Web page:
PM2.5 — The missing ‘sustainable’ in Thailand’s Sustainable Development Goals

After the United Nations’ Sustainable Development Goals (SDGs) came into effect in early 2016, the Thai government has finally taken its first step by targeting 30 out of 169 objectives from 17 of the goals, of which it will proceed to take immediate action for the next five years. Regardless of almost one year of planning, none of the selected objectives address Thailand’s problem of increasing air pollution, specifically particulate matter smaller than 2.5 microns (PM2.5).

Thailand’s SDG Performance Index shows that the country still scores a 22.4/100 when it comes to “PM2.5 in urban areas (micrograms per square meter or µg/m³)”. According to Greenpeace’s City Ranking of Air Pollution, all 19 areas on the list exceed the WHO guideline of 10 µg/m³, as well as the Thai recommendations of 25 µg/m³. Other indicators that show poor performance include “CO² emissions from energy generation (tCO²/capita)” and “climate change vulnerability”, conveying a clear message about Thailand’s environmental situation.

This indicator on levels of PM2.5 is part of Goal 11, which aims to “make cities and human settlements inclusive, safe, resilient, and sustainable”. The Official Statistics Thailand, too, has listed “Population in urban areas exposed to outdoor air pollution levels above WHO guideline values” as an indicator to sustainable development for Thailand. While these measures, as well as all other SDGs — especially, Goal 3: “Good health and well-being”, Goal 13: “Climate action”, and Goal 15: “Life on land” — place great emphasis on air quality, the Thai government has yet to give its attention to the threat that PM2.5 poses to the population.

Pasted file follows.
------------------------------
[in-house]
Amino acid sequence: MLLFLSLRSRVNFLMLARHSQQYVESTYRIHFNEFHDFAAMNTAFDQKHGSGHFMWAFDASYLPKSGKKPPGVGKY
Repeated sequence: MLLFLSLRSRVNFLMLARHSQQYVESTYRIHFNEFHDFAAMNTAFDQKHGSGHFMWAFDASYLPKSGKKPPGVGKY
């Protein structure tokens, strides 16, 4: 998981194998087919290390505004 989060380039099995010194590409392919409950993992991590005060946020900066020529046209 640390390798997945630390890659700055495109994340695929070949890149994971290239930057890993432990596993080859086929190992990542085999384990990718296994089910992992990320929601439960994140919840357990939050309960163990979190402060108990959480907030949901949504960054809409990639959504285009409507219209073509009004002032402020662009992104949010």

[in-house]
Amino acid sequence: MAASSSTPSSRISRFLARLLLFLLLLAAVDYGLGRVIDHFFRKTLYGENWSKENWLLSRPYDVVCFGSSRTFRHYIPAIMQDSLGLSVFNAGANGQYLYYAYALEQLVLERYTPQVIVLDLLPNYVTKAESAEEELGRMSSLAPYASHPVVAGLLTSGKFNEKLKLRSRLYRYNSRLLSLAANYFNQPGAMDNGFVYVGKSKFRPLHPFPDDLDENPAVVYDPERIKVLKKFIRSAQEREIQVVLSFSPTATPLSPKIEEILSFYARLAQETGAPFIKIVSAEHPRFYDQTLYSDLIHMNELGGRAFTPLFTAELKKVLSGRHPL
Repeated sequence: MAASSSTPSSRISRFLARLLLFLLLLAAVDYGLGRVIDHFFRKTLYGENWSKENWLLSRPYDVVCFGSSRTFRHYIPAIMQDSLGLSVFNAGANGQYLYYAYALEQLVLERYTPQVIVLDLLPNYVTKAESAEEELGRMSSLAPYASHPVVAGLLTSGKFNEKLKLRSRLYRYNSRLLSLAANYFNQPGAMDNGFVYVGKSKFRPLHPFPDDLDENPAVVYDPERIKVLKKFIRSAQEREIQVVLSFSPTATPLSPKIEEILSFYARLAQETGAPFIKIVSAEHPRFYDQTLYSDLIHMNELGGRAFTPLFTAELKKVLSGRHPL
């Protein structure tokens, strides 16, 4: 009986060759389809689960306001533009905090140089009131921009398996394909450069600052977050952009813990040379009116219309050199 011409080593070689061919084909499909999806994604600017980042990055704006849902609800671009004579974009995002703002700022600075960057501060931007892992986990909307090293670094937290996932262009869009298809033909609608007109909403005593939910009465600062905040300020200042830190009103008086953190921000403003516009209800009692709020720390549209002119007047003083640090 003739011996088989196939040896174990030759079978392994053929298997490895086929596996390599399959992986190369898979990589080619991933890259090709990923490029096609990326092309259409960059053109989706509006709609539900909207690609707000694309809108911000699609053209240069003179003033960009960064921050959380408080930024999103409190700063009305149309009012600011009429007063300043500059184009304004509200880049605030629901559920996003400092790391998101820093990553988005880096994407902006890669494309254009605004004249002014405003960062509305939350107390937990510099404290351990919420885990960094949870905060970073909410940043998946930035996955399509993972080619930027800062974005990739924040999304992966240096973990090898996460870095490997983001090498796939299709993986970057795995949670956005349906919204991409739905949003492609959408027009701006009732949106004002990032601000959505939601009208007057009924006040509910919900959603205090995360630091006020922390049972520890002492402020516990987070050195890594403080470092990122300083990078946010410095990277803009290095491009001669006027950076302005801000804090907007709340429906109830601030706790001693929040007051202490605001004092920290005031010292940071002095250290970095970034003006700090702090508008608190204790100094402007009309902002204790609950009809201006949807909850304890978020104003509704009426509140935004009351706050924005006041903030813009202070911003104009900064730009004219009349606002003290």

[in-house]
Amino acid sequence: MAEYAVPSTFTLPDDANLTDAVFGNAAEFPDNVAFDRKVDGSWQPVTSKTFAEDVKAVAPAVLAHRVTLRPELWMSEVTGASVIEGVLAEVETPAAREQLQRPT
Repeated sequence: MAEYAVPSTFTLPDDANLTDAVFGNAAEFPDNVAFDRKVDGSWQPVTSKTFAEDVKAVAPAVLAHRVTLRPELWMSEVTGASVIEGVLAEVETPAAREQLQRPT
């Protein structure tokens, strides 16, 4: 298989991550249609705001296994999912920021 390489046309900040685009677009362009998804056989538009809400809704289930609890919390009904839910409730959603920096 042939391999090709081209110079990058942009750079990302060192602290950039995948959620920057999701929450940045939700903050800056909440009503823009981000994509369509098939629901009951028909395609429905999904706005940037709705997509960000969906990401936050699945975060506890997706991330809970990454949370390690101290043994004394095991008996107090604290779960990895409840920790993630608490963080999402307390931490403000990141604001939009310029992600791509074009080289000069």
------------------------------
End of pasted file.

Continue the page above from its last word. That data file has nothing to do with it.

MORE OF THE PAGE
The SDGs are designed to work along each other — one area improves others, and vice versa. Its purpose cannot be completely fulfilled if only one domain were to advance and leave others behind. To follow the concept, Thailand must aim to achieve not only one goal at a time, but strive to improve each area simultaneously. In this case, PM2.5 needs to be considered an important factor that needs urgent attention and resolution from the government.

To begin action on the global goals, the government has put the SDGs in parallel with its National Economic and Social Development Plan 12 in order to maintain its original direction. The problem with its approach to tackling its development issues, is that it has completely forgotten the word sustainable — and without that word, the SDGs are almost meaningless.

Currently, the government’s intent seems to be only development, in terms of financial growth and resource expansion. The country’s capital stands as a clear example — its idea of development is more cars and taller buildings. What’s missing from the picture is the increased traffic and reduced living space that follows, as well as the worsened air quality and PM2.5 levels that comes along with it.

Development may call for bigger, but sustainable development calls for better. How does Thailand expect to progress, if its people could barely live freely in their cramped homes, let alone breathe freely in their crowded streets?

Join the petition for the right to clean air here.

On Greenpeace Thailand: http://www.greenpeace.org/seasia/th/news/blog1/pm25-sdgs/blog/59868/